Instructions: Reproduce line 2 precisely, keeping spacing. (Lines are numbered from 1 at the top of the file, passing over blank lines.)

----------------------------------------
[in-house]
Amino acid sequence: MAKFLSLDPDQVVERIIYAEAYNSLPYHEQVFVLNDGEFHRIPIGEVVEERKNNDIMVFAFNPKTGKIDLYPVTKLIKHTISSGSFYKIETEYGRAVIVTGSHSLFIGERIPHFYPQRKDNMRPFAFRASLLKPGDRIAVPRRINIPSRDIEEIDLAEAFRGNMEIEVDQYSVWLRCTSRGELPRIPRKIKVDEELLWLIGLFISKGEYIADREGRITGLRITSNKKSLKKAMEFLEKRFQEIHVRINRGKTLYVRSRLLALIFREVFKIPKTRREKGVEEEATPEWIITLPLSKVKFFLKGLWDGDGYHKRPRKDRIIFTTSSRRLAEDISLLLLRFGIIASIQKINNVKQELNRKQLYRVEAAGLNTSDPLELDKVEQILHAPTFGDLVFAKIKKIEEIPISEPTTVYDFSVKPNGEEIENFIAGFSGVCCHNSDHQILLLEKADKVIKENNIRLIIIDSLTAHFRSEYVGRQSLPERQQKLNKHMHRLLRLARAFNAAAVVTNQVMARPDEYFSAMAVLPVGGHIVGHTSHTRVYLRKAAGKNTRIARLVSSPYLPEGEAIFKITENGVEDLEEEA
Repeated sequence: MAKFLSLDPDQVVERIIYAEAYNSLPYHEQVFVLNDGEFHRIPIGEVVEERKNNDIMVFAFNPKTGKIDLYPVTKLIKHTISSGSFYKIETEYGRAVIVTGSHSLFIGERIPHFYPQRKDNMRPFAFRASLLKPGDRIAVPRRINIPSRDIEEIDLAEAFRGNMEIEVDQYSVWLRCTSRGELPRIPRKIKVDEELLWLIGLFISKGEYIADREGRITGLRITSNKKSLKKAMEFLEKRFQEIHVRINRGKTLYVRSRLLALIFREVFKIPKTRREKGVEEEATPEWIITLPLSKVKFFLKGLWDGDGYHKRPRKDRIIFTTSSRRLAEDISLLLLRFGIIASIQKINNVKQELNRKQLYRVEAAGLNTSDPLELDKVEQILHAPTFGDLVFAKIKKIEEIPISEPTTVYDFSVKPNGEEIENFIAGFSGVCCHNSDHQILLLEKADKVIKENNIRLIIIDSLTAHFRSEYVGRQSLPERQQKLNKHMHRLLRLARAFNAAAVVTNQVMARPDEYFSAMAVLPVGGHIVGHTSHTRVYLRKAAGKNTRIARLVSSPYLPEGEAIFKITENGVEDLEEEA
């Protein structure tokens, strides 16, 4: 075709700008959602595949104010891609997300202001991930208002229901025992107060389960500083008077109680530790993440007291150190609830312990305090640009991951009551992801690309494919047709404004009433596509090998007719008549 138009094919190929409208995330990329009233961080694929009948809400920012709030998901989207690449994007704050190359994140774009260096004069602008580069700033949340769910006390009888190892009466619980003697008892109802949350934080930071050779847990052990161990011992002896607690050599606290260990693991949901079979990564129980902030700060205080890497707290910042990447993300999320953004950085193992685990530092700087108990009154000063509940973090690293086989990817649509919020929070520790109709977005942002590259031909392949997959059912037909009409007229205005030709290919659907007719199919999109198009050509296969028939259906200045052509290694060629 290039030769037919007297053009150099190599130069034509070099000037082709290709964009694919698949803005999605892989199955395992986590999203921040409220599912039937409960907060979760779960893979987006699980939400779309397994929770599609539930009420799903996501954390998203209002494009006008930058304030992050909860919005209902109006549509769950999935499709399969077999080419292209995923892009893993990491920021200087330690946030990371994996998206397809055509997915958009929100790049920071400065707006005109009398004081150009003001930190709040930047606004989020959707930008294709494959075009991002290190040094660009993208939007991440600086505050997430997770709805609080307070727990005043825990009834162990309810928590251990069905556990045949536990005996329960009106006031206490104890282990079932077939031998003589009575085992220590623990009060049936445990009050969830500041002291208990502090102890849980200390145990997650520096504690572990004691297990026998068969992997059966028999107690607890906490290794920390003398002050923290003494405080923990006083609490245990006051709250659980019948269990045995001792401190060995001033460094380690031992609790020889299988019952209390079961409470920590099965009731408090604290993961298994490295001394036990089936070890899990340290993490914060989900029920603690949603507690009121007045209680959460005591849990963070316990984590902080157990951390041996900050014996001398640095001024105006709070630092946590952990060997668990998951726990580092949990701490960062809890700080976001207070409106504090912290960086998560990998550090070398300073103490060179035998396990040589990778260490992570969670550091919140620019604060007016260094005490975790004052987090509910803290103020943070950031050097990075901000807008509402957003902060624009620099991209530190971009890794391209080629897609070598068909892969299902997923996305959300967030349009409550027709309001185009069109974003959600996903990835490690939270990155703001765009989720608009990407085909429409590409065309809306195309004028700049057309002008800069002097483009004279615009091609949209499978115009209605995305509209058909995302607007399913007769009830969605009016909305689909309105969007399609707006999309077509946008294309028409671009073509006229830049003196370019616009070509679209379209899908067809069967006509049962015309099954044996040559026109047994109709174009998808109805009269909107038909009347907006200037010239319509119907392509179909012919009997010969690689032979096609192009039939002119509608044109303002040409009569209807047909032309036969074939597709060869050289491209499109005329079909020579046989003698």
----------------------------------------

Amino acid sequence: MAKFLSLDPDQVVERIIYAEAYNSLPYHEQVFVLNDGEFHRIPIGEVVEERKNNDIMVFAFNPKTGKIDLYPVTKLIKHTISSGSFYKIETEYGRAVIVTGSHSLFIGERIPHFYPQRKDNMRPFAFRASLLKPGDRIAVPRRINIPSRDIEEIDLAEAFRGNMEIEVDQYSVWLRCTSRGELPRIPRKIKVDEELLWLIGLFISKGEYIADREGRITGLRITSNKKSLKKAMEFLEKRFQEIHVRINRGKTLYVRSRLLALIFREVFKIPKTRREKGVEEEATPEWIITLPLSKVKFFLKGLWDGDGYHKRPRKDRIIFTTSSRRLAEDISLLLLRFGIIASIQKINNVKQELNRKQLYRVEAAGLNTSDPLELDKVEQILHAPTFGDLVFAKIKKIEEIPISEPTTVYDFSVKPNGEEIENFIAGFSGVCCHNSDHQILLLEKADKVIKENNIRLIIIDSLTAHFRSEYVGRQSLPERQQKLNKHMHRLLRLARAFNAAAVVTNQVMARPDEYFSAMAVLPVGGHIVGHTSHTRVYLRKAAGKNTRIARLVSSPYLPEGEAIFKITENGVEDLEEEA